It was a little past three in the morning on April 30, 1975, when the American ambassador in Saigon received an urgent message from the commander in chief. “The president expects Ambassador Martin to be on the last helicopter,” read the note, which authorized the use of 19 helicopters to evacuate Americans from the embassy grounds. “No more” helicopters, it said. The words were underlined twice. 

A few hours later, as North Vietnamese troops pushed into the city and mortar fire edged closer to the embassy, ten Marines stepped onto the final helicopter to land on the embassy roof, according to French journalist Olivier Todd’s account. An iconic photograph would sum up the hasty evacuation for generations. “I was the last one,” said Master Sgt. Juan Valdez. Cobra gunships flew alongside the Marines as they headed towards the coast, with those on board cheering and taking pictures. 

The ambassador consoled himself: “They did their best,” the 45-year diplomat thought of his colleagues at the embassy. The belief could just as easily have applied to every American service member deployed since the first American soldier died there in 1957. More than 58,000 Americans ultimately perished.

This was the official end of America’s role in the Vietnam War. And President Joe Biden may soon have to deliver a similar message to Kabul, ending America’s involvement in a war that has gone on for more than a decade longer.

There is no good answer to the question of what an American president should do about Afghanistan, which has vexed Republican and Democratic administrations alike. Congress has taken little interest in the topic, ‘winning’ has never been clearly defined, and irrational fears of “another September 11-like attack” emerging from the country continue to rule the day. Critics of Biden will almost certainly rely upon the last point. 

But Biden will need to decide soon whether to abide by a peace deal, signed last year by the Taliban and the U.S., calling for the last 2,500 American troops to leave the country by May 1. And he has plenty to consider: Although the Taliban was quickly routed by American forces early on in the war, the group has resurged in the years since as the dominant force in Afghanistan. The U.S.-backed Afghan government is corrupt and largely inept. And according to an excellent account published Monday in The New York Times, the Taliban appear to be getting ready for a decisive battle for control of the country:

“The Taliban have been encroaching on key cities around Afghanistan for months, threatening to drive the country to its breaking point and push the Biden administration into a no-win situation just as the United States’ longest war is supposed to be coming to an end,” write Times’ reporters Thomas Gibbons-Neff and Taimoor Shah, revealing that outposts and military bases have been overtaken in several cities, including the northern cities of Kunduz and Pul-i-Khumri, which serves as an important lifeline to the country’s capital, and Panjwai, a district near the southern city of Kandahar that has been pummeled by Taliban fighters.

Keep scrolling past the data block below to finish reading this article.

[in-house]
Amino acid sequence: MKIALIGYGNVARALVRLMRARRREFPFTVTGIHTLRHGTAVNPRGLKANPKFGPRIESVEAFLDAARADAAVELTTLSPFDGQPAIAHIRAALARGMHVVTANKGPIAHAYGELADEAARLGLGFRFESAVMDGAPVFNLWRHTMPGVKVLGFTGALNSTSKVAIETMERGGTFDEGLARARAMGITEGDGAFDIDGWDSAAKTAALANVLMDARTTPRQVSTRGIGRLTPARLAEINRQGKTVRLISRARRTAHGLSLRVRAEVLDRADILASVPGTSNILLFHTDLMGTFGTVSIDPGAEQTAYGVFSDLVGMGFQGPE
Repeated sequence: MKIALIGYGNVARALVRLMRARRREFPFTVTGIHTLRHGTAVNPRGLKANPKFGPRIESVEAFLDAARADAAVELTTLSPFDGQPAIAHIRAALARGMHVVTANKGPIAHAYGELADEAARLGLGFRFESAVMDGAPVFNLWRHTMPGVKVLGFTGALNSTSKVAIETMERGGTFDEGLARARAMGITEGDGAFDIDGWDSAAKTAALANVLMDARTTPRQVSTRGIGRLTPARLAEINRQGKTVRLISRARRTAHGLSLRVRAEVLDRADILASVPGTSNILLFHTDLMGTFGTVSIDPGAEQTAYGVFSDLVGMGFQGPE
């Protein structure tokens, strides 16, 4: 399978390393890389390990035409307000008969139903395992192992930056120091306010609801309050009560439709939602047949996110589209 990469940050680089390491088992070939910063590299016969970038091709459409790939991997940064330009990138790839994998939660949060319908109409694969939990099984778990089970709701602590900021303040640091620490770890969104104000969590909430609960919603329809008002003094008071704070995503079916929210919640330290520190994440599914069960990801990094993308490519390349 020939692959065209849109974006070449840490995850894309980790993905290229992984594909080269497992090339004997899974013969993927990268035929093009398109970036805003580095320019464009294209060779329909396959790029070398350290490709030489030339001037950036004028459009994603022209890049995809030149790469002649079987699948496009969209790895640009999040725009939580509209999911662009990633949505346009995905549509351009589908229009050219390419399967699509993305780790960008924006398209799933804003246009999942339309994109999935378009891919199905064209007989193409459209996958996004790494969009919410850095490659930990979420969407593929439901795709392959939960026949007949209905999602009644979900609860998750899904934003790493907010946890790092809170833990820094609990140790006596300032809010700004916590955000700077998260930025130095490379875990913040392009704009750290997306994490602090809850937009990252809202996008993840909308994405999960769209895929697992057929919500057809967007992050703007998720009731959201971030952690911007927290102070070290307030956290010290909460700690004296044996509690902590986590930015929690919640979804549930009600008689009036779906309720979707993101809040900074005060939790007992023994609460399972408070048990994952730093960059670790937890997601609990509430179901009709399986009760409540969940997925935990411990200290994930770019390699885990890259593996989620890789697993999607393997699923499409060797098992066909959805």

The Taliban has defied its usual pattern of pausing attacks in the winter, and terrorist activity has continued to increase, according to the U.S. State Department, which said recently in a remarkable statement given U.S. efforts over the past 19 years, that the country was becoming “an insecure environment in which terrorist and criminal groups are able to freely operate.”

An offensive in the fall consolidated Taliban control over territory, repelling attempts by American and Afghan forces to dislodge them. And while that may come as a surprise given emphatic assessments of confidence from top U.S. military leaders over the years, upbeat talk of Afghan forces being “better than we thought they were” may soon be put to the test.

“If the Biden administration honors the withdrawal date, officials and analysts fear the Taliban could overwhelm what’s left of the Afghan security forces and take control of major cities like Kandahar in a push for a complete military victory or a broad surrender by the Afghan government in the ongoing peace negotiations,” The Times reported.

Notably, Biden himself once vowed to pull all troops out of Afghanistan, “come hell or high water” by 2014. Seven years later, American troops are still there. But now, Biden has three options, according to Council on Foreign Relations fellow Max Boot: withdraw U.S. forces as scheduled by May 1, cite Taliban violations of the peace deal while maintaining an indefinite U.S. presence, or ask for an extension from the Taliban, which isn’t likely to grant one. 

To wit: “Allah willing, we shall soon also be witnesses to the day when our homeland shall be completely free and rescued from foreign occupation,” the Taliban said in a statement released over the weekend, marking the embarrassing end of the Soviet incursion of the country in 1989.

All of Biden’s options are ‘bad’ for myriad reasons: Pulling all U.S. troops before the Taliban overruns the country won’t play well politically for the president, who saw his former boss hammered by critics claiming the Iraq withdrawal led to the rise of the Islamic State group. And as Boot acknowledges, the other two options would almost certainly enrage the Taliban, which would likely turn up the heat on American and international forces.

But as the U.S. government’s independent watchdog on Afghanistan recently put it, “the leverage of a substantial foreign troop presence in Afghanistan for stability and a negotiated peace is rapidly diminishing.” And with 75 days left, the clock is ticking.

Correction: This article has been updated to note the first American service member death in Vietnam was in 1957, not 1959.